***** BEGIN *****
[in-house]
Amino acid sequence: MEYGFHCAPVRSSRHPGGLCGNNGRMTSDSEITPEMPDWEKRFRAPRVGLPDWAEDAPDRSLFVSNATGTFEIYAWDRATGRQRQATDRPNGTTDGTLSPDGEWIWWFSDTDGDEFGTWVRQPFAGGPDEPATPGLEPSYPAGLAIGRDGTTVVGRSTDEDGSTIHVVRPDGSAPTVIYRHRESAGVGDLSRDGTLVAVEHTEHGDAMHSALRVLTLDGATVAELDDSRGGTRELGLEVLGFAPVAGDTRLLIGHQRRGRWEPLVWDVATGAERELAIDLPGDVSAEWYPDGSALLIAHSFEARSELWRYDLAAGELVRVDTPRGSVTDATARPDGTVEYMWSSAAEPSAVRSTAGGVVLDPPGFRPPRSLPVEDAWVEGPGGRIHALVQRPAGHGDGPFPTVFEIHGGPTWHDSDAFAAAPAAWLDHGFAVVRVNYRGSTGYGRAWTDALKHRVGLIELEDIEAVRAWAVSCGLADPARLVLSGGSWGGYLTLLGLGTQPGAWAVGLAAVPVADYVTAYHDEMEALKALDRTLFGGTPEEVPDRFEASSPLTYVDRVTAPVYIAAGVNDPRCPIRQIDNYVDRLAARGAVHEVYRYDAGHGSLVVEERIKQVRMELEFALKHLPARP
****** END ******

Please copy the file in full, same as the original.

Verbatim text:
[in-house]
Amino acid sequence: MEYGFHCAPVRSSRHPGGLCGNNGRMTSDSEITPEMPDWEKRFRAPRVGLPDWAEDAPDRSLFVSNATGTFEIYAWDRATGRQRQATDRPNGTTDGTLSPDGEWIWWFSDTDGDEFGTWVRQPFAGGPDEPATPGLEPSYPAGLAIGRDGTTVVGRSTDEDGSTIHVVRPDGSAPTVIYRHRESAGVGDLSRDGTLVAVEHTEHGDAMHSALRVLTLDGATVAELDDSRGGTRELGLEVLGFAPVAGDTRLLIGHQRRGRWEPLVWDVATGAERELAIDLPGDVSAEWYPDGSALLIAHSFEARSELWRYDLAAGELVRVDTPRGSVTDATARPDGTVEYMWSSAAEPSAVRSTAGGVVLDPPGFRPPRSLPVEDAWVEGPGGRIHALVQRPAGHGDGPFPTVFEIHGGPTWHDSDAFAAAPAAWLDHGFAVVRVNYRGSTGYGRAWTDALKHRVGLIELEDIEAVRAWAVSCGLADPARLVLSGGSWGGYLTLLGLGTQPGAWAVGLAAVPVADYVTAYHDEMEALKALDRTLFGGTPEEVPDRFEASSPLTYVDRVTAPVYIAAGVNDPRCPIRQIDNYVDRLAARGAVHEVYRYDAGHGSLVVEERIKQVRMELEFALKHLPARP